‘Too much’ - Patrick Vieira reveals what really happened in Arsenal v Man Utd tunnel clash with Roy Keane

Patrick Vieira and Roy Keane famously clashed in the Highbury tunnel in 2005.Patrick Vieira and Roy Keane famously clashed in the Highbury tunnel in 2005.
Patrick Vieira and Roy Keane famously clashed in the Highbury tunnel in 2005. | Arsenal FC via Getty Images
The former midfielders also spoke about their legendary on-field rivalry and how they brought the best out of each other.

Patrick Vieira has revealed what really happened during that infamous clash in the tunnel against Roy Keane in 2005.

The then Manchester United and Arsenal skippers had a long-running feud on the pitch and in this particular occasion the emotion spilt over into the Highbury tunnel, with the pair having to be separated by referee Graham Poll before the game had even started.

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Speaking on the latest episode of Stick to Football, which featured Vieira as a guest speaker, Gary Neville explained how the incident occurred after the Frenchman had warned him about his over-aggressive approach ahead of the game. Neville then mentioned the altercation with Keane in the dressing room before all hell broke loose.

“That was planned by me,” said Vieira. “Because of the nine years I spent at Arsenal, I didn’t like you [Neville] at all. It is true, I couldn’t stand you at all because you were kicking everybody, and especially Robert [Pires] when he was there.

“In that game I was like I must make you aware that today you are not going to touch Robert - I knew that was the plan for you because you struggled against Robert,” the Frenchman continued. “That day I had to tell you to leave him alone.

“I felt that you were over the top against him. Robert was nice, he was too nice to complain, and I felt at that time you went over the top. It was too much, and it was too obvious.

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“Obviously, because of Manchester United controlling all the referees, you had so much power you were allowed to do what you really wanted to do, so I had it planned in my mind. In the warm-up, if I saw you going into the tunnel, I would run after you. I saw you running, and I just ran behind you and wanted to make you aware that today would be different and something that wasn’t going to happen.”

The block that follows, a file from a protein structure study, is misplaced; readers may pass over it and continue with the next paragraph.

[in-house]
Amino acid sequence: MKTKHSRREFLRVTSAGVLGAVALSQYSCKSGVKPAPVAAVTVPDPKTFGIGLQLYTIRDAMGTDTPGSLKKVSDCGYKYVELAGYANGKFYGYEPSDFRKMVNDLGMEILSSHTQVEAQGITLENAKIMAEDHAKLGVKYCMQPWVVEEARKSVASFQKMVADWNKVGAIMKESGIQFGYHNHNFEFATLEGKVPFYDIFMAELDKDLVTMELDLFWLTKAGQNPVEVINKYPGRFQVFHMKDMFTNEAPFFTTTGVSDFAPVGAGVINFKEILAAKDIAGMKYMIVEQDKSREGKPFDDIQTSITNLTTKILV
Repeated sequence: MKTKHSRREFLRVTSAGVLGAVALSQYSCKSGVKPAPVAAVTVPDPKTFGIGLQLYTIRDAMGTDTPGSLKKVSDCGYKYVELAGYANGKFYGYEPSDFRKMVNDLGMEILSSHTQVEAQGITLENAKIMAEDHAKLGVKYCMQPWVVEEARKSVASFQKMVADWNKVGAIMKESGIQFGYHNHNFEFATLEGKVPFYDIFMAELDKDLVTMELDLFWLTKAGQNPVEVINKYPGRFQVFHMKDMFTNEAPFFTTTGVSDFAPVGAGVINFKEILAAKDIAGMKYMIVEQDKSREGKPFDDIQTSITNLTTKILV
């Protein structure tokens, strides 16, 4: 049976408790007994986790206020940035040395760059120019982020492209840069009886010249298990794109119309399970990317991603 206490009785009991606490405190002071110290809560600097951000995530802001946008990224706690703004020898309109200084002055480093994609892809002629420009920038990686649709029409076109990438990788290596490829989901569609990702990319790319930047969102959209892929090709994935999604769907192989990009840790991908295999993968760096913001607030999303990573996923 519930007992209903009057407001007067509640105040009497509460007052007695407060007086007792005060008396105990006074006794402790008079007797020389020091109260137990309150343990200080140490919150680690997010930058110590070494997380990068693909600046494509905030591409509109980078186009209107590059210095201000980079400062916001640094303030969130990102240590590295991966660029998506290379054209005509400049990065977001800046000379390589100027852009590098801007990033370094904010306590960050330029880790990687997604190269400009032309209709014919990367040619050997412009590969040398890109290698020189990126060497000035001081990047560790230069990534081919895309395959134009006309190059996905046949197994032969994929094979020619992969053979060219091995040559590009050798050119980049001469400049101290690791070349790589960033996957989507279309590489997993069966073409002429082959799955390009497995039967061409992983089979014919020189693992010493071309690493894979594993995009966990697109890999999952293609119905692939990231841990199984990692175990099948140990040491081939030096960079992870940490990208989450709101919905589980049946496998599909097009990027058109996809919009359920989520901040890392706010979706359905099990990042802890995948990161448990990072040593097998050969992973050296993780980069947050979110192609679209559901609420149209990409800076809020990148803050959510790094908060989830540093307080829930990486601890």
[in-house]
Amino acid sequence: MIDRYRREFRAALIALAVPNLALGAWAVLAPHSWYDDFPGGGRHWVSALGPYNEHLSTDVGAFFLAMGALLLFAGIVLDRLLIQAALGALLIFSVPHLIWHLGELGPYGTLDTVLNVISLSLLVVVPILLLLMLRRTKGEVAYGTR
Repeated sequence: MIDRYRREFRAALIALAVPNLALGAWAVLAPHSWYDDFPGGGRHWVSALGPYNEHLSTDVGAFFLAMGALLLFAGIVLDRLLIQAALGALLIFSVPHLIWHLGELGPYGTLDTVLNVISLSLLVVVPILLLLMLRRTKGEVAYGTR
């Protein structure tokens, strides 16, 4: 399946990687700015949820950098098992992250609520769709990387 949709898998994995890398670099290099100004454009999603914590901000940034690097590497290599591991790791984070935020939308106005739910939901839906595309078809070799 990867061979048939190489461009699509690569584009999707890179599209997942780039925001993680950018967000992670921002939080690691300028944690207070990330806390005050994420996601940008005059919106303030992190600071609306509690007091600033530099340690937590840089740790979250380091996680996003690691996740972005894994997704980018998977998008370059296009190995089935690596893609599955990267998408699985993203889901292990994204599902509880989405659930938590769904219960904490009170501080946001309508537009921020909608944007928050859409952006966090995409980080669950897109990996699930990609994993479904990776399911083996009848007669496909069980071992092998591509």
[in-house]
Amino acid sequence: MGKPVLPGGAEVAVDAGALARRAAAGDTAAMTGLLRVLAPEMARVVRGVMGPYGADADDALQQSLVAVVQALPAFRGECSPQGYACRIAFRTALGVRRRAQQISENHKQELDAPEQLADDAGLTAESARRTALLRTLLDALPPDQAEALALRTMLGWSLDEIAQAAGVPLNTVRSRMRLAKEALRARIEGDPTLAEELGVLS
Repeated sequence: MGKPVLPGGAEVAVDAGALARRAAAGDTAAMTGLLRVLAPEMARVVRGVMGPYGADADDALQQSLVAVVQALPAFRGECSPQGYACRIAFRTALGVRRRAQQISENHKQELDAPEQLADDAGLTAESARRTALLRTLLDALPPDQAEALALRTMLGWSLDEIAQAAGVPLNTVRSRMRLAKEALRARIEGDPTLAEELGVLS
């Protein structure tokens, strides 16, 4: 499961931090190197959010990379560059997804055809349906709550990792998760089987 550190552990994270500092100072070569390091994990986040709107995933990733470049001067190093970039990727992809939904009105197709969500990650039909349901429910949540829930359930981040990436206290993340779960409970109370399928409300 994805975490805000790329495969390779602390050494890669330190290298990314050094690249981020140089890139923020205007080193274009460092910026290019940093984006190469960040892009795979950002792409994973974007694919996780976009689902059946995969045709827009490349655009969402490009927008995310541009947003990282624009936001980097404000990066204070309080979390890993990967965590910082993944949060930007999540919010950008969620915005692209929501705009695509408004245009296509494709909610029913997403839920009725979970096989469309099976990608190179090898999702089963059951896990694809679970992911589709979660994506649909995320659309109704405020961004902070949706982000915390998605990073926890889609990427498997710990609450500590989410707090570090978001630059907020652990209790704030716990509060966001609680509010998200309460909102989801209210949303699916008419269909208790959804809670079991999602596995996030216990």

Keane added: “I came out and I knew there were noises. I forgot my armband so that’s why I had to go back up the tunnel. When I came back out the second time, I knew that something had gone on, and I remember what you [Neville] told me previously.

“I was quite relaxed with it actually, I never used to get involved in stuff like that, in the tunnel. I was agitated. My annoyance was that he went after Gary – you go after one, you go after all of us.”

Vieira v Keane

Between 1998 and 2004, either Keane or Vieira ended the campaign by hoisting the Premier League trophy aloft. There was no love lost between the serial winners United and Arsenal in that period, a rivalry typified by their fiery on-field midfielders.

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Both players were sent off in this fixture during a time when it was the highlight of the English football calendar. Reflecting on those battles, Vieira said Keane and United made him a better player.

“Honestly – it was probably the best period in my career when we played against Manchester United,” the 1998 World Cup winner opined. “Every single game that we played against each other, it was like you have to be ready for it because he’s going to go for it, so I have to be prepared, I have to be ready to go into those challenges.

“It was more challenging because we had the same kind of quality. We are competitors, we are winners, we don’t like to be down on the field and of course when two people like that come together, it became really challenging.  

“At the end, it was about the respect, and I never had any kind of nastiness,” Vieira added on his personal animosity with Keane. “I never felt like doing anything from behind, everything was face to face and of course I wanted to win, he wanted to win.

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“When I was going on the field, I said to myself that if I managed to win the duel against [Keane] that would help the team to play with more confidence – so if I could get on top of you, that would help the team to believe that we can win those kind of games.” 

Keane offered a similar verdict 20 years on from those legendary encounters. “There were a few battles you’d win some and you’d lose out on a few,” the Irishman said to Vieira. “When players come along like Patrick, they would bring out the best in you. 

“That’s what the game is about – you’d have to bring your ‘A’ game or you would be found out. Who won more battles? Obviously, it’s very difficult – Patrick had his good days and I had my good days. I certainly enjoyed the clashes. 

“We used to [shake hands afterwards]. The issues I had with midfielders were [ones] who I felt were sneaky or up to no good, but with the battles I had with Patrick, they were honest battles. There was nothing sneaky about it, we’d be hitting each other but I don’t remember too much argy-bargy on the pitch, it was very much you hit me, and I hit you, and we get on with it.”

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